“When I was going through my program at college, I fully anticipated that I was going to have to move away to find work,” she recalls. “Luckily Cougar was growing quickly and hiring people because it was so busy in the oil and gas industry. Oil and gas has provided awesome opportunities for young people like me to stay at home and have good jobs.”
The offshore oil and gas industry is critical to Newfoundland and Labrador’s economy – accounting for nearly 30 per cent of the province’s gross domestic product and an estimated 10 per cent of all employment, according to a 2019 study by the provincial Department of Finance. As of the end of March, more than 6,000 people were directly employed by offshore oil and gas projects, and another 600 companies such as Cougar Helicopters are involved in supporting the industry in Newfoundland and Labrador.
Atlantic Canada produces more than 233,000 barrels of oil per day, about five per cent of Canada’s total production. Like the broader Canadian energy industry, the offshore sector has seen a significant downturn as a result of the COVID-19 pandemic. Many projects have been cancelled or put on hold, potentially costing the province billions of dollars in lost economic activity in the years ahead.
“Our offshore industry has proven to be a foundational component of our province’s economy and our future.” Premier Dwight Ball said in a May 26 news conference that called for greater federal government support for the industry.
“It is not realistic to think that 30 per cent of our GDP can be replaced quickly or overnight. And when investment leaves our province, it takes our young families and our experienced, skilled workforce with it.”
The Newfoundland Offshore Industry Association (NOIA), which represents 130 companies that provide a wide range of products and services for the offshore industry, estimates that 70 per cent of its members have laid off employees, and more are expected. According to Statistics Canada, for every direct job created in oil and gas, three indirect and two induced jobs are created in other sectors like transportation and accommodation.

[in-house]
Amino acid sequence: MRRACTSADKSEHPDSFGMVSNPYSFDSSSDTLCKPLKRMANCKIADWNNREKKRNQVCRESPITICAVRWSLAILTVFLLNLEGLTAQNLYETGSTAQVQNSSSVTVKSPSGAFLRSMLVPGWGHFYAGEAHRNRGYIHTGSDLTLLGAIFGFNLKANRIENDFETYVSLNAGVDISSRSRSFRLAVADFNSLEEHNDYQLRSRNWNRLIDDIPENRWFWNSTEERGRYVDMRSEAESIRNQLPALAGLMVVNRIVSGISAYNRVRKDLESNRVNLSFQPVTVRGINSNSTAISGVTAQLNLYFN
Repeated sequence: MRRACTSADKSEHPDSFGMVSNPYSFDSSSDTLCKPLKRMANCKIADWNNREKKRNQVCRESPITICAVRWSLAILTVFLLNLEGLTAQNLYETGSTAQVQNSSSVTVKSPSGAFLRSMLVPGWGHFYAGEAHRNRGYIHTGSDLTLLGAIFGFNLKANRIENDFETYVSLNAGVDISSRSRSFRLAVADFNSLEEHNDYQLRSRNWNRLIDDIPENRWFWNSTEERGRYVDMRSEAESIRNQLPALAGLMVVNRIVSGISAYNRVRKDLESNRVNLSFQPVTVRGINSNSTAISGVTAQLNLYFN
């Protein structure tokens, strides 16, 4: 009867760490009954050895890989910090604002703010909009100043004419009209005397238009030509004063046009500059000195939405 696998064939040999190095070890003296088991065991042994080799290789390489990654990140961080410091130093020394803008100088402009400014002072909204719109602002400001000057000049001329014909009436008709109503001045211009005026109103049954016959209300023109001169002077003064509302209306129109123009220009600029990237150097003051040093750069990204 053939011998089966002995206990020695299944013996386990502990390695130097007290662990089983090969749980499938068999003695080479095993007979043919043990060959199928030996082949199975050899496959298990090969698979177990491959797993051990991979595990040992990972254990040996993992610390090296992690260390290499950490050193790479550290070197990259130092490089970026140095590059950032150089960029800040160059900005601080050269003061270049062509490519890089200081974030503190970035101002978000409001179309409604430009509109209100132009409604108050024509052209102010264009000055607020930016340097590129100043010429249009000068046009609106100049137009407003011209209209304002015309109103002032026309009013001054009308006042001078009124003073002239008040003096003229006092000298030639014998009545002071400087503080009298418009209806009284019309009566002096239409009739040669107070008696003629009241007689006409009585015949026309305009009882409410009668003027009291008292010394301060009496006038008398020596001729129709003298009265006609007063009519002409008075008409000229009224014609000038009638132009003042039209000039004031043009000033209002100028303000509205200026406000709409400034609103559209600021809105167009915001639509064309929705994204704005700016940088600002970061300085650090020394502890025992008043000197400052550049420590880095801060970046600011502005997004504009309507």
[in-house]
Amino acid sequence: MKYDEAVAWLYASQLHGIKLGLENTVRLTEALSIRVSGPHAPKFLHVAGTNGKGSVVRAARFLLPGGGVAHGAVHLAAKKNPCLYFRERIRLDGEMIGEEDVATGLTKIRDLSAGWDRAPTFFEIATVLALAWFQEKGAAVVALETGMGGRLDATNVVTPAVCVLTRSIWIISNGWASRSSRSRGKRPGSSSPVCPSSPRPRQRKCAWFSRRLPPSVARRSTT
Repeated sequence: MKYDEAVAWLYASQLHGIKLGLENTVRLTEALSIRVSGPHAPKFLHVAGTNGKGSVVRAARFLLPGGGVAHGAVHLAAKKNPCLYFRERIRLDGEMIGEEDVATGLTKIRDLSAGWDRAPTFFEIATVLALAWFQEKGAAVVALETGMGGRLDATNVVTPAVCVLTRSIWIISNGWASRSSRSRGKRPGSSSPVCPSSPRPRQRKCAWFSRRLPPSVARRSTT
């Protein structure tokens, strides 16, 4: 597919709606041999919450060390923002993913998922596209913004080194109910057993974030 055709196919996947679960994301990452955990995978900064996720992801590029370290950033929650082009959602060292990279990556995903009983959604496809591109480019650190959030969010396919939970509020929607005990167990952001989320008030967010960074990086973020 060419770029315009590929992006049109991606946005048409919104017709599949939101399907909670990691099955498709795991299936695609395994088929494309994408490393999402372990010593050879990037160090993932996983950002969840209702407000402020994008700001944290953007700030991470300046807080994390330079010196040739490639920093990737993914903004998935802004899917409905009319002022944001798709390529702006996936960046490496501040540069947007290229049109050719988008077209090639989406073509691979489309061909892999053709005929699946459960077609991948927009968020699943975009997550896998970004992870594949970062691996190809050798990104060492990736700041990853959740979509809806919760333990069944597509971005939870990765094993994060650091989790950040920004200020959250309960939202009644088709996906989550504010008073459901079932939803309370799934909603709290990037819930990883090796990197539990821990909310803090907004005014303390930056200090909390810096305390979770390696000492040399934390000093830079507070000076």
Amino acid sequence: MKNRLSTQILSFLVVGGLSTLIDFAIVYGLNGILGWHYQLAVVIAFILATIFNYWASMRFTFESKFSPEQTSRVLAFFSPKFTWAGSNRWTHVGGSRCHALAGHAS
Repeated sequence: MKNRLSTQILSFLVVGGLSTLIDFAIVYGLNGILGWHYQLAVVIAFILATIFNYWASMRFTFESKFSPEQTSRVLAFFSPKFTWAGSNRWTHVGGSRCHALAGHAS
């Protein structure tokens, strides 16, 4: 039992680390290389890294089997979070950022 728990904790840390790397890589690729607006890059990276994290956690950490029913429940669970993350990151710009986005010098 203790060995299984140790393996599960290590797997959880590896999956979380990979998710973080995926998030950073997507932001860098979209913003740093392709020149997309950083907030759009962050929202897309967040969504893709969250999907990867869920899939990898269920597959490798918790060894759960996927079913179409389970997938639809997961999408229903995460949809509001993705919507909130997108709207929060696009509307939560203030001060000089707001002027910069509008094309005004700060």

Nobody knows this better than Andy Hennebury and his wife Darlene, owners of the Killick Inn & Suites in Arnold’s Cove, about 150 kilometres west of St. John’s. After successful careers in the civil service, the couple decided to pursue their dream of starting their own business and raising their son in rural Newfoundland. Five years ago, they built the 12-room inn and moved to the picturesque fishing village, confident that they could grow the business by catering to the constant traffic of energy industry workers in the area thanks to the offshore, as well as the nearby Come-by-Chance refinery.
“We were seeing lots of growth and we really thought that this year was going to be our best year, but now it’s almost like we are starting over,” Hennebury says. “We’re still optimistic that we can get through the pandemic, but we really need the oil and gas sector to make this a viable business.”
Hennebury, who is also president of the local chamber of commerce, said he had to lay off all five of the inn’s employees after most of the reservations were cancelled, adding that many of the inn’s clientele are Alberta energy workers travelling on business to the nearby industrial operations.
“Like a lot of Newfoundlanders, I am a tree-hugger in many ways but I recognize the value of oil and gas,” Hennebury says. “Right here in Arnold’s Cove, we are seeing several generations in a family living together because the oil industry provides opportunities for kids to come back here after university. It has really helped to build this community.”